Wednesday, August 16, 2017

unfurl/ed, by Jes Rausch

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(SF) The Arnos power grid has a problem, but the entities that run the power satellite are having difficulties of their own—including not knowing how long ago this problem started. (2,442 words; Time: 08m)

Rating: ★★★☆☆ Average

"," by (edited by Jane Crowley and Kate Dollarhyde), appeared in issue 08/14/17, published on .

Mini-Review (click to view--possible spoilers)

Pro: It’s very creepy the way we gradually realize that the civilization they served is long gone. Reminiscent of “There Will Come Soft Rains,” by Ray Bradbury. The gimmick of stuttering, confused, repetitious text works.

Con: But it’s only a gimmick, and it goes on for too long after we’ve already figured out the situation.

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6 comments (may contain spoilers):

  1. I thought it was an interesting use of structure to show the four collective, yet individual, minds. How they're dealing with the break down and blurring of the distinctions between them.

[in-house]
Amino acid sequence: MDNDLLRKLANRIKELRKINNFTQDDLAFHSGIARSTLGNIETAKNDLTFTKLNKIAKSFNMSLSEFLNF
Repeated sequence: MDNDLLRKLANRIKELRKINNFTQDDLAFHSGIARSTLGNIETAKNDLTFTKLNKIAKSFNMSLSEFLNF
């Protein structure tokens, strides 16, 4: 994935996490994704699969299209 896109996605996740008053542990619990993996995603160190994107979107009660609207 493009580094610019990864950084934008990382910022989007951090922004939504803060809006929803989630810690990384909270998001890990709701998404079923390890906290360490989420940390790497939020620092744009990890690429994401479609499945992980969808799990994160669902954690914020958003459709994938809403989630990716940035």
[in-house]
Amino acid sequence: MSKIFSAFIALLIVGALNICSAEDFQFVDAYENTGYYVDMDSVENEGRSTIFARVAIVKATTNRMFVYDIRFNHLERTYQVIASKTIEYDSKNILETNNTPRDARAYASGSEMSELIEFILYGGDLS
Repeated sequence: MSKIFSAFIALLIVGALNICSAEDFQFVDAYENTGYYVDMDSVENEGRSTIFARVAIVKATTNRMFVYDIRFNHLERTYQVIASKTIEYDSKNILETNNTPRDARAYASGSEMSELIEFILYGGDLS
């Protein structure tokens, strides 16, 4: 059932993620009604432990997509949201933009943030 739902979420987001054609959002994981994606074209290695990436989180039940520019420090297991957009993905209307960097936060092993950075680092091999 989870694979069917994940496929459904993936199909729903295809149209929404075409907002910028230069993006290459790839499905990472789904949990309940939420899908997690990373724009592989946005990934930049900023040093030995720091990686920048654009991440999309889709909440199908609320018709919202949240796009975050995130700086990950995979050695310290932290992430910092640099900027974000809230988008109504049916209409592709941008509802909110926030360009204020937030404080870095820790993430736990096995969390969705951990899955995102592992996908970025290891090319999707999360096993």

1. Except they're not dealing with it. They've been doing more or less the same thing for eons now. It's unutterably sad.

    2. Ok, not dealing. But how one is kind of sabotaging the others without their knowledge. I imagine that's what's kept them going far beyond their civilization.

    3. That's an interesting point.

      In my mind, they're just software: a program that keeps trying to start up, failing, and retrying. And yet, somehow, there's something deeply touching about it.

      The Bradbury story, "There Will Come Soft Rains," is touching because the machines show us hints of the people who used to live there. This one manages to be touching because of the software personalities. (Despite my usual refusal to disbelieve.)

    4. These entities were people. Or at least they think they had seperate bodies previously.